It is true that some people mature earlier and some take more time. On average, 18 is considered to be age when one enters adulthood. That’s why nearly every country has kept this age to be enrolled as a voter or to get driving license. As stated by standing committee on Juvenile justice bill, reduction in age from 18 to 16 is not backed by a strong data to support the move. Until we have a data to back the move of reduction of age it is better that current age limit remain unaltered.

A bigger question that needs to be discussed is that if by not punishing juvenile and even providing him assistance for rehabilitation aren’t we incentivizing crime? Will it lead to increase in rate of crime by juveniles after knowing that they can’t be given harsh punishment?

Unless a person has developed a criminal mind, no one want to spend time in jail (and in reform centre) even for a month. Lack of fear among criminals isn’t because of lack of harsh punishment, but because of lack of punishment. We have a very weak judicial system and ineffective Investigation methods and agencies that leads to very low conviction rates and that too take very long judicial time.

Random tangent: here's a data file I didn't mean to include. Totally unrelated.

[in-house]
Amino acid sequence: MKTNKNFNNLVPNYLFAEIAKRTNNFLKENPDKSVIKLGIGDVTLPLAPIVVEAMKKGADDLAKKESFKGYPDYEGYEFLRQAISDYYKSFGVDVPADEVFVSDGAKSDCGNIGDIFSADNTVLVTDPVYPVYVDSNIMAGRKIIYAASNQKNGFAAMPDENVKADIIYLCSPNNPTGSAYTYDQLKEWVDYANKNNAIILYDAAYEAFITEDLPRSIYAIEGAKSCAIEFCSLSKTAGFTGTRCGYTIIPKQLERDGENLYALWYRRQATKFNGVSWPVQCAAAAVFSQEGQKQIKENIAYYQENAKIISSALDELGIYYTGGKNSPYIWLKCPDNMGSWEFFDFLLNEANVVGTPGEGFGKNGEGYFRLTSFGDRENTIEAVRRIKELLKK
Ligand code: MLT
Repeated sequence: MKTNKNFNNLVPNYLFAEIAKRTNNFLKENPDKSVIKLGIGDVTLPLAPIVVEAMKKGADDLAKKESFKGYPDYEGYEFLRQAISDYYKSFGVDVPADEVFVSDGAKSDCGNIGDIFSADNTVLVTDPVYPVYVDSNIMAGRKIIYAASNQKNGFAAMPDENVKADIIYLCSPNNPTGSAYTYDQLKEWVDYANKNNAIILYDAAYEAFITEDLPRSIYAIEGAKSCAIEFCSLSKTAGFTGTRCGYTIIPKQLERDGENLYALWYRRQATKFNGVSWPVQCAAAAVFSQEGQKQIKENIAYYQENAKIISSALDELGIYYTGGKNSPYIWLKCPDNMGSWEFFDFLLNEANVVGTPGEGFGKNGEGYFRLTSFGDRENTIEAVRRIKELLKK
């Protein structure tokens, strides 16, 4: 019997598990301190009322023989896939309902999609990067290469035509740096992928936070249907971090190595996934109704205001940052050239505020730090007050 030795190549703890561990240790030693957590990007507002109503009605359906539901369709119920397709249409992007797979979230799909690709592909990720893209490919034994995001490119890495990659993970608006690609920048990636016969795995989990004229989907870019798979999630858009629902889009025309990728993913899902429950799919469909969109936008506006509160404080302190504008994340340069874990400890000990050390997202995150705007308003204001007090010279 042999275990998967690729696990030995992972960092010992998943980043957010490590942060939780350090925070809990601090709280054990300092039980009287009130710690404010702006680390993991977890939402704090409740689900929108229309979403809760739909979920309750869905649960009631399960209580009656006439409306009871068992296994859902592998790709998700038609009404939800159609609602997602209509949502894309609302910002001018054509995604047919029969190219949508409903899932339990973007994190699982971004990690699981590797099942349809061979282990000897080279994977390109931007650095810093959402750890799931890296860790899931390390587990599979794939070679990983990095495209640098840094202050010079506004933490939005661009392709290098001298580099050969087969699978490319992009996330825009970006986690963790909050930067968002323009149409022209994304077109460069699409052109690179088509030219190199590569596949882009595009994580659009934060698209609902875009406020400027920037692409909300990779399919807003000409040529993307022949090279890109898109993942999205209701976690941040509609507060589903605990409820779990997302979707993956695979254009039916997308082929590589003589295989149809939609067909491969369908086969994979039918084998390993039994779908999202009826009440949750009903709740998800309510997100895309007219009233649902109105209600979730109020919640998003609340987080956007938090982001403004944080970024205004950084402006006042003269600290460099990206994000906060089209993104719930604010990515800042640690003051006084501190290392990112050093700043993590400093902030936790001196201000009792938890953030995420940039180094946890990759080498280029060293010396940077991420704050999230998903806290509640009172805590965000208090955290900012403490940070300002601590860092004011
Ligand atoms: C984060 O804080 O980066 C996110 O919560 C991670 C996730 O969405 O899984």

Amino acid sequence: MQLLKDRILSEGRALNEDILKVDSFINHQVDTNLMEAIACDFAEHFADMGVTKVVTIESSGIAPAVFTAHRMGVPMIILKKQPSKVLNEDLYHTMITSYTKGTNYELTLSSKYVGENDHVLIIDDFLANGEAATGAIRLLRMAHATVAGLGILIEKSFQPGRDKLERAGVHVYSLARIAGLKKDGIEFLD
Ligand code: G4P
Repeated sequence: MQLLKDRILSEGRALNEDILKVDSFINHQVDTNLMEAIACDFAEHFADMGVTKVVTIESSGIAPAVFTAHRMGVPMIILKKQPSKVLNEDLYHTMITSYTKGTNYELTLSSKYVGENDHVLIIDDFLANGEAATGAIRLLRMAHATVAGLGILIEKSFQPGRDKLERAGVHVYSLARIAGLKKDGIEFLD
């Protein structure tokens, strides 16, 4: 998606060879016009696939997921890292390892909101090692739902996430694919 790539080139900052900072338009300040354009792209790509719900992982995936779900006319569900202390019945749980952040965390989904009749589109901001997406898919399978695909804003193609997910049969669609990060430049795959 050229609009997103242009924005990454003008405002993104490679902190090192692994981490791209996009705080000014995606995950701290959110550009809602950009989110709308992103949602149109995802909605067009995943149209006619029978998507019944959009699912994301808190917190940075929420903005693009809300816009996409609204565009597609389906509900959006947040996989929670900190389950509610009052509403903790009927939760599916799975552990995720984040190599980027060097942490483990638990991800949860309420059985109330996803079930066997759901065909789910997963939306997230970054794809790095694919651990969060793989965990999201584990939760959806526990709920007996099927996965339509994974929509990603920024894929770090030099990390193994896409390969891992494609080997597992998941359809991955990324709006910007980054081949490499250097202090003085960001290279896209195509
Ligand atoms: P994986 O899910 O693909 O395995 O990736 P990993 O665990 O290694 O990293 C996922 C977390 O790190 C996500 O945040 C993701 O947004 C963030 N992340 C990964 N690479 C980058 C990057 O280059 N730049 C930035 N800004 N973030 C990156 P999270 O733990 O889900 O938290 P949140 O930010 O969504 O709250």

Conviction rate under IPC in 2013 was only 40% and there were total of 80 lakh pending cases. It’s high time for us to improve our judicial systems for speedy trials and improve the efficiency of our police force so that conviction rate can be increased. And as far as juvenile crimes are concerned, we need to keep our faith in society and believe that he hasn’t yet developed criminal mentality. And that’s why it is more important to not to try him as adult and put in adult prison.

Putting juvenile with other prisoners will decrease his chance to reform and chance is there that his “immature” mind after contact with other criminals will be attracted to criminal world.